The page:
April 1, 2019 / 5:56 AM / 21 days ago

Bond yield curveball stalls global stocks rally

LONDON (Reuters) - This year’s roaring rally in world equities ran into sand by the end of the quarter, with warning signs from bond markets, U-turns from central banks and persistent trade worries scattering consensus about what happens over the rest of 2019.

Traders from BGC Partners, a global brokerage company in London's Canary Wharf financial centre wait for European stock markets to open, June 24, 2016. REUTERS/Russell Boyce/Files

The pan-European STOXX 600 index has climbed 12.2 percent in the first three months of the year, its best quarter in four years, while the S&P 500 is on track for its biggest quarterly gain in nearly a decade.

A bounceback was expected after the historic rout in late 2018, but few investors predicted the size of the rebound or the scale of the about-turn by European and U.S. central banks on interest rates that helped fuel it.

The majority of the gains were logged in January - between 6 and 8 percent - as dovish comments from the Federal Reserve, economic stimulus in China and easing trade tensions between Beijing and Washington soothed worries about slowing economic growth.

In March, however, the pace slowed to 1 percent as euphoria over slower rate hikes turned to worries about what the uber-dovish Fed and ECB stance said about the world economy amid tepid U.S. and euro-zone growth.

Now few are taking a strong view.

“People are wondering if they’ve missed the rally and then they think it doesn’t make sense to invest when the curve is inverted and the economy is slowing,” said Willem Sels, chief market strategist at HSBC Private Banking.

He reckons global stocks have the potential to rise another 5 to 7 percent, with the inversion of the bond yield curve overdone.

“The next few weeks will be more volatile, people are going to be concerned until they see the data improve and Q1 earnings might not be very good so we’re in a zone of higher volatility,” he said.

A poll of investors across the globe in February revealed the wide dispersion of views about how equities will fare over the next 12 months, illustrating the lack of consensus across the market.

Take the estimates for the S&P 500: The highest called for the index to rise 25 percent, while the most bearish pegged the market falling by around 10 percent by mid-2020.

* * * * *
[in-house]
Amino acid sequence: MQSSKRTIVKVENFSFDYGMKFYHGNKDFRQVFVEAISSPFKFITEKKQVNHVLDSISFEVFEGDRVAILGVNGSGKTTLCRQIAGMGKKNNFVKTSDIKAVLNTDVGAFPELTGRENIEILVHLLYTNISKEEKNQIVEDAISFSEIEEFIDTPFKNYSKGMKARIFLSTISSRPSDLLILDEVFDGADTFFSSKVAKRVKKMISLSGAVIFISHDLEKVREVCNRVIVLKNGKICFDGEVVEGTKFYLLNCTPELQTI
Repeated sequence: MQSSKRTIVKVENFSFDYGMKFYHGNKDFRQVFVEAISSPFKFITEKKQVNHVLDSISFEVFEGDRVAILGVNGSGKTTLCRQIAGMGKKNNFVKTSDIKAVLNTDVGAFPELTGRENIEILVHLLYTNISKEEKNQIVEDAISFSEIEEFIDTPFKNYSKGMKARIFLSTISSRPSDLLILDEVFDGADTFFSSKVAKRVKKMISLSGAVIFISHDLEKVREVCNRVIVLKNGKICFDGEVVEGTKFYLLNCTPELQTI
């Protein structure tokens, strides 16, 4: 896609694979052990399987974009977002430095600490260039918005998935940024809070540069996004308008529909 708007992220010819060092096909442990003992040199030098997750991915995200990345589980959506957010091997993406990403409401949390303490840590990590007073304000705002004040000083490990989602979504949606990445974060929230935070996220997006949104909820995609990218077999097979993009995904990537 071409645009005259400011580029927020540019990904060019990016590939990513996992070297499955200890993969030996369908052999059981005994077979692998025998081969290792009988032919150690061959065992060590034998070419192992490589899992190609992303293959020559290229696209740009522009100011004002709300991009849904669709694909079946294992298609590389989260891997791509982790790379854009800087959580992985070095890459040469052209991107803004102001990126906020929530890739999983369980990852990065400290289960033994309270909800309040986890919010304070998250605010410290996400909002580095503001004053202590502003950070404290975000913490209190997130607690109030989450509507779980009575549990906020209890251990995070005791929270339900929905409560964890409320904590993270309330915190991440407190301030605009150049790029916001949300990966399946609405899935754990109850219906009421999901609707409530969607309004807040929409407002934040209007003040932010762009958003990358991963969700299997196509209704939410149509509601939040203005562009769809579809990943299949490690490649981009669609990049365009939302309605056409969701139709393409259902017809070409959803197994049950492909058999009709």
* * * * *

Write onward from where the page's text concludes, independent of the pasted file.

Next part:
Europe displayed a similar disparity, with estimates ranging between a 15 percent rise and a plus-20 percent increase for the STOXX 600.

In the end, the median forecast for the pan-European STOXX 600 and FTSE 100 were level with the current markets, suggesting that gains across stocks have run their course.

For an interactive version of these charts, click here:

https://tmsnrt.rs/2Wgtc7w

https://tmsnrt.rs/2WmcQu3

Implied volatility in European and U.S. stock markets, often viewed as a gauge of fear, also plunged in the first quarter. The Wall Street fear gauge has more than halved to 13 points from the December peaks, while the same measure in Europe dropped to a third of its late-2018 highs.

For an interactive version of these charts, click here:

https://tmsnrt.rs/2V2WLsT

tmsnrt.rs/2HN0aJE

YIELD CURVEBALL

Capping off a wild quarter were big gyrations in U.S. bond yields last week, which plunged investors deeper into confusion.

With 10-year U.S. bond yields below 3-month T-bill rates for the first time in more than a decade, recession fears were swirling.

But the 2- to 10-year yield curve steepened, offering conflicting signals that there was no cause for alarm.

After all, the world economy is actually chugging along at a decent clip, company earnings are still growing, albeit more slowly, and leading central banks are increasingly dovish.

While it might take months before the markets settle - and it’s dependent on decent macroeconomic data - Wouter Sturkenboom, chief investment strategist for EMEA and APAC at Northern Trust, reckons the bond moves have been overplayed.

“We believe government bonds are overdoing it right now. That’s a vote of no confidence in the Fed and its communication strategy. That’s why we are not de-risking right now,” he said.

 To break stocks out of their lethargy, investors need some decent macroeconomic data and first-quarter earnings to restore battered confidence.

“We’ve gone a long way now towards pricing in the central banks, and for risk assets to push on into Q2 we are going to need growth to pick up the baton,” said Paul O’Connor, head of Janus Henderson’s UK-based multi-asset team.

“The way risk assets have begun to react to the yield curve is further confirmation that risk assets have probably extracted as much positivity as they can from lower yields.”

But analysts have slashed their 2019 earnings forecasts to their lowest in three years, and most expect the coming earnings season to be weak.

Companies listed on the S&P 500 index are expected to report a 1.9 percent contraction in earnings in the first quarter, down from almost 17 percent growth in the fourth quarter and the worst performance in years, according to I/B/E/S Refinitiv.

European STOXX 600-listed companies are expected to deliver 2.1-percent year-on-year earnings growth, the slowest since the third quarter of 2017.

After such a breathtaking run-up, Justin Onuekwusi, fund manager at Legal & General Investment Management, said he’s not overly concerned that stocks are now taking a breather.

“We have had such a strong bounceback, but markets don’t go in a straight line. It is inevitable you will get some kind of respite,” he said

Reporting by Josephine Mason; Additional reporting by Helen Reid and Sujata Rao; Graphics by Ritvik Carvalho; Editing by Hugh Lawson

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